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Nancy Pettinicchio   September 23, 2014

Transculturation: The Reevaluation of Tourism

TRANSCULTURATION: Cultural change induced by the introduction of elements of a foreign culture.

TRANSVALUATION: Evaluation by a new standard or principle, especially one that varies from conventional standards.

This summer, I spent a month in Florence to study Italian. Although Florence eventually started to feel like home, I remained a tourist in one of the most touristic countries in the world. This became even more apparent when I spent a day in Rome and Venice, away from my "home" in Florence. 

Throughout my trip, I photographed hundreds of tourists as well as locals, all of whom were in the same physical space as I yet most probably in a different "mental space." Despite our cultural differences as individuals from all around the world, I began to question the universal norms of tourism, such as posing for an innumerable amount of photos or capturing every angle of a foreign country's landmarks.

Consequently, tourism began to fascinate me. I studied my own behavior as well as that of other tourists more closely. Being surrounded by thousands of visitors suddenly made me feel like I was in this transitional or “in-between” world; everyone was similar to me, for we were all experiencing a place that was foreign—yet in the end, we were all strangers who faced separate realities. For the time being, we coexisted, and we inevitably shaped each other’s environments as much as the Italian landscape that we had come to discover.

As I continued to reflect on my time in Italy, I realized that I had experienced the lifestyle of a tourist rather than that of an Italian. I befriended tourists, lived with tourists, studied with tourists. I was addressed as a tourist in restaurants, malls, and markets. My time in Italy was definite. Therefore, as attached to Florence as I was and always will be, I experienced Italy as a temporary guest, surrounded by thousands of my own kind.

I am passionate about photography, and I hoped to capture a fresh and thought-provoking series of images while travelling to Europe. Italy is a place filled with photographers, however, and foreigners snap countless photos of the country’s beauty on a daily basis. I wanted to find more than just souvenirs of a given place at a given time. Although I was originally anticipating shooting landscapes, I became more interested in shooting portraits––or more precisely, portraits of strangers, including locals but most often tourists. Usually, I rushed to take a photo of someone without them noticing, but the subject occasionally looked straight into my lens, paused, and continued on with what they were doing.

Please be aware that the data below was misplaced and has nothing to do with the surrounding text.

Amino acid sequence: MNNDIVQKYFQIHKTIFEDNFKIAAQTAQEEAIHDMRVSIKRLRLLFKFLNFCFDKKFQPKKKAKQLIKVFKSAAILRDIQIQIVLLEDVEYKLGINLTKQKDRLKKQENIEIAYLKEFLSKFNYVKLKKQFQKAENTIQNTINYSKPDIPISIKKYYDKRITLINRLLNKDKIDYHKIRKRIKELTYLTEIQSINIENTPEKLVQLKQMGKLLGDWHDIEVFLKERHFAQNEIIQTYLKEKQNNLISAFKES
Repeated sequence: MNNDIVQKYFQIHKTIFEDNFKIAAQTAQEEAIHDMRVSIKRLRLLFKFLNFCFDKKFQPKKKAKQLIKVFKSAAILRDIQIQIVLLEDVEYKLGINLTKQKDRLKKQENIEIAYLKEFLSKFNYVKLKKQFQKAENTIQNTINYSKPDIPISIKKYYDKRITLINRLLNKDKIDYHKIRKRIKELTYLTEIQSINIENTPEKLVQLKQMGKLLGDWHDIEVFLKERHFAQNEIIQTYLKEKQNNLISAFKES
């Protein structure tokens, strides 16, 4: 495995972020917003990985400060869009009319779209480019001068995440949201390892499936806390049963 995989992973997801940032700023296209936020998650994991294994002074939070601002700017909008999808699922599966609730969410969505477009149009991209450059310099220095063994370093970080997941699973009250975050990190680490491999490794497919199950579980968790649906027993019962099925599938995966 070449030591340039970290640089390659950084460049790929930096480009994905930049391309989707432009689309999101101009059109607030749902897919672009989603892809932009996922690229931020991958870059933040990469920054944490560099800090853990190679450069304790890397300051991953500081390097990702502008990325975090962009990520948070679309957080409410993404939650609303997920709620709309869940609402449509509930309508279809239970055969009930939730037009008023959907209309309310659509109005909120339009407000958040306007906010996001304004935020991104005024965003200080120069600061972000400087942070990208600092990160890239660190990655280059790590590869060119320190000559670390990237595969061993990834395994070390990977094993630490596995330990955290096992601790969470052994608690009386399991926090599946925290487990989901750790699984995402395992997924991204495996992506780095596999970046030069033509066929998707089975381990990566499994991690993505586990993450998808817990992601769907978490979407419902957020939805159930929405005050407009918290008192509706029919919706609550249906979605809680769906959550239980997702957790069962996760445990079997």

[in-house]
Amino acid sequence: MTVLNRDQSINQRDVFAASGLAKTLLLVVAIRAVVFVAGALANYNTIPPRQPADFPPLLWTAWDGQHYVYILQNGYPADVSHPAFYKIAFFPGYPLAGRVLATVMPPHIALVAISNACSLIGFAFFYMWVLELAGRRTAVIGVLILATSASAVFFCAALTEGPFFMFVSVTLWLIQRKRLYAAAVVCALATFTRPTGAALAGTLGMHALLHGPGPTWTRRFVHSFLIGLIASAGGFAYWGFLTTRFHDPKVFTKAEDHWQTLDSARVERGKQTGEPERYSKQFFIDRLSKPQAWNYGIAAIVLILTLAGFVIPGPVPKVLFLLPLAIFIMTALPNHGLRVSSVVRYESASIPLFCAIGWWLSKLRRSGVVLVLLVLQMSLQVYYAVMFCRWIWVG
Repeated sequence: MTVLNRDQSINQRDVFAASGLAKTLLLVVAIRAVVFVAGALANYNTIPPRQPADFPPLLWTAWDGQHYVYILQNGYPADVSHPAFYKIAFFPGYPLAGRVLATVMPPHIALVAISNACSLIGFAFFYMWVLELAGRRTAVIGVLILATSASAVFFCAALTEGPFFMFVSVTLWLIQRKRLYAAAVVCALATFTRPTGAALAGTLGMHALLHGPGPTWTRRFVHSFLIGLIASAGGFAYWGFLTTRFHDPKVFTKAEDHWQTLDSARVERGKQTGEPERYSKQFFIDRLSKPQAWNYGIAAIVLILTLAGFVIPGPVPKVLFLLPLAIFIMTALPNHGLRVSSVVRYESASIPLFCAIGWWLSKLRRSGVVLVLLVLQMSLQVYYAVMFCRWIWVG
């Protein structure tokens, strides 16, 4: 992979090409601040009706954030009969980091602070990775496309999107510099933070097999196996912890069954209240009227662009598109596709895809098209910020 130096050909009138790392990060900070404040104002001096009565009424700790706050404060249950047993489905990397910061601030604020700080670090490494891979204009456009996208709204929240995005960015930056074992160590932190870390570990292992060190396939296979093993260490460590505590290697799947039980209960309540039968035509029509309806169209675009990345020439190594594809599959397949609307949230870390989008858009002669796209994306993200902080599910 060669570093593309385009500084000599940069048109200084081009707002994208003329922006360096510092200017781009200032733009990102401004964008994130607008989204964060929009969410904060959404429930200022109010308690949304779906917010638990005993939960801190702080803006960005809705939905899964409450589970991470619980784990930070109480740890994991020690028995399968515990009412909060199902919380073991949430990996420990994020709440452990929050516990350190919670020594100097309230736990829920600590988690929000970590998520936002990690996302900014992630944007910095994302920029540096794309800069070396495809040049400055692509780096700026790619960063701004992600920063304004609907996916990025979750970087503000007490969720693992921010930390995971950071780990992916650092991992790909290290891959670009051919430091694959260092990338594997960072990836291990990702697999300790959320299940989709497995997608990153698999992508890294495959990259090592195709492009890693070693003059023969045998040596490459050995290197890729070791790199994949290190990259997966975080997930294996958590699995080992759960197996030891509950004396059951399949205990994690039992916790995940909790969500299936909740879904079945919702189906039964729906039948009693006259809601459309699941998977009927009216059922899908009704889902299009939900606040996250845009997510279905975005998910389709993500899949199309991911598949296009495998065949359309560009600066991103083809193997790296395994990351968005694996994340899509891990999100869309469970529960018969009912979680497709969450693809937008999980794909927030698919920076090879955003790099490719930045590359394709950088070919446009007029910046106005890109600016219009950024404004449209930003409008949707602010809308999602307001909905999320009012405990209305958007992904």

My month in Florence was without question the most enriching experience of my life. The way of life in Italy transformed my perspective, and observing the people there made me question my own behavior as a Canadian. Although I do not know where my next destination will be, I look forward to once again joining the touristic culture that I have just begun to discover.

About Nancy Pettinicchio

Nancy is a Cinema/Video/Communications student with a passion for still and moving images. She is inspired by a variety of disciplines and wishes to explore both digital and fine arts as well as philosophy within her future projects.

Comments

  1. Mathieu L.

    Mathieu L.

    October 8, 2014

    Hey Nancy these clichés are sweet! I’m glad I got a special preview at school :’) Awesome work as always!

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    Cristina Esposito

    December 6, 2014

    I really enjoyed reading about your experience in Italy and I am absolutely jealous that you had the opportunity to live and learn in such a beautiful country for a month. Having visited these Italian landmarks myself, you made me realize how much of a tourist I probably looked like when visiting such places like the coliseum. You made an excellent point on how being a tourist gives you a connection with other tourists, as I too noticed that feeling every time I travel somewhere new. We may be from different countries, but it is the interest in the foreign culture, landscape, and history of the country that brought us together. My favourite picture of yours has to be the one of the close up shot on the woman dressed in pink on her iPhone. To me, she embodies the stereotypical middle class tourist as she wears a big sun hat, gigantic sunglasses, carries a tiny bag, and wears comfortable shoes all while probably looking up something on her phone to see what’s in the area for her and her family to visit. While looking at all of your pictures in general, the majority of tourists’ fashion sense matched that of the woman in pink (comfortable running shoes and clothes, light bags, etc), which, in my opinion, adds to the classification of the universal norms of a tourist you spoke about. In all, what you brought up in your article was interesting to think about and now leaves me wanting to travel back to Italy. Well done!